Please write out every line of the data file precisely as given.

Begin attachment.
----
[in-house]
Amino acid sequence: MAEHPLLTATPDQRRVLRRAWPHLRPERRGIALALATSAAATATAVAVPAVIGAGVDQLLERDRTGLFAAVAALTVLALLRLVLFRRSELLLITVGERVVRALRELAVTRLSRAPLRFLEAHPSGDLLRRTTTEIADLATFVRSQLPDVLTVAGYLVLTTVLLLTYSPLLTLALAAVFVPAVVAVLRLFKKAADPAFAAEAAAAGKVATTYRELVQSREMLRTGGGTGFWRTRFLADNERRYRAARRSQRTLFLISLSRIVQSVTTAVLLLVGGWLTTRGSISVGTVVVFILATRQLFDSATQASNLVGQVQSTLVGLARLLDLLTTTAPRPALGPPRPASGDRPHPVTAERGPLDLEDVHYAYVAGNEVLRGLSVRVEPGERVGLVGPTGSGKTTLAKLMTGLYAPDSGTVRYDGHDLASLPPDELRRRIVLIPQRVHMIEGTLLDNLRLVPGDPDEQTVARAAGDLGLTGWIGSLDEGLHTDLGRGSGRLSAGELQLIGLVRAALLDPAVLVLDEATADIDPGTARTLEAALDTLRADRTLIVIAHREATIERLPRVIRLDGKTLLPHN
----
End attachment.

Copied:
[in-house]
Amino acid sequence: MAEHPLLTATPDQRRVLRRAWPHLRPERRGIALALATSAAATATAVAVPAVIGAGVDQLLERDRTGLFAAVAALTVLALLRLVLFRRSELLLITVGERVVRALRELAVTRLSRAPLRFLEAHPSGDLLRRTTTEIADLATFVRSQLPDVLTVAGYLVLTTVLLLTYSPLLTLALAAVFVPAVVAVLRLFKKAADPAFAAEAAAAGKVATTYRELVQSREMLRTGGGTGFWRTRFLADNERRYRAARRSQRTLFLISLSRIVQSVTTAVLLLVGGWLTTRGSISVGTVVVFILATRQLFDSATQASNLVGQVQSTLVGLARLLDLLTTTAPRPALGPPRPASGDRPHPVTAERGPLDLEDVHYAYVAGNEVLRGLSVRVEPGERVGLVGPTGSGKTTLAKLMTGLYAPDSGTVRYDGHDLASLPPDELRRRIVLIPQRVHMIEGTLLDNLRLVPGDPDEQTVARAAGDLGLTGWIGSLDEGLHTDLGRGSGRLSAGELQLIGLVRAALLDPAVLVLDEATADIDPGTARTLEAALDTLRADRTLIVIAHREATIERLPRVIRLDGKTLLPHN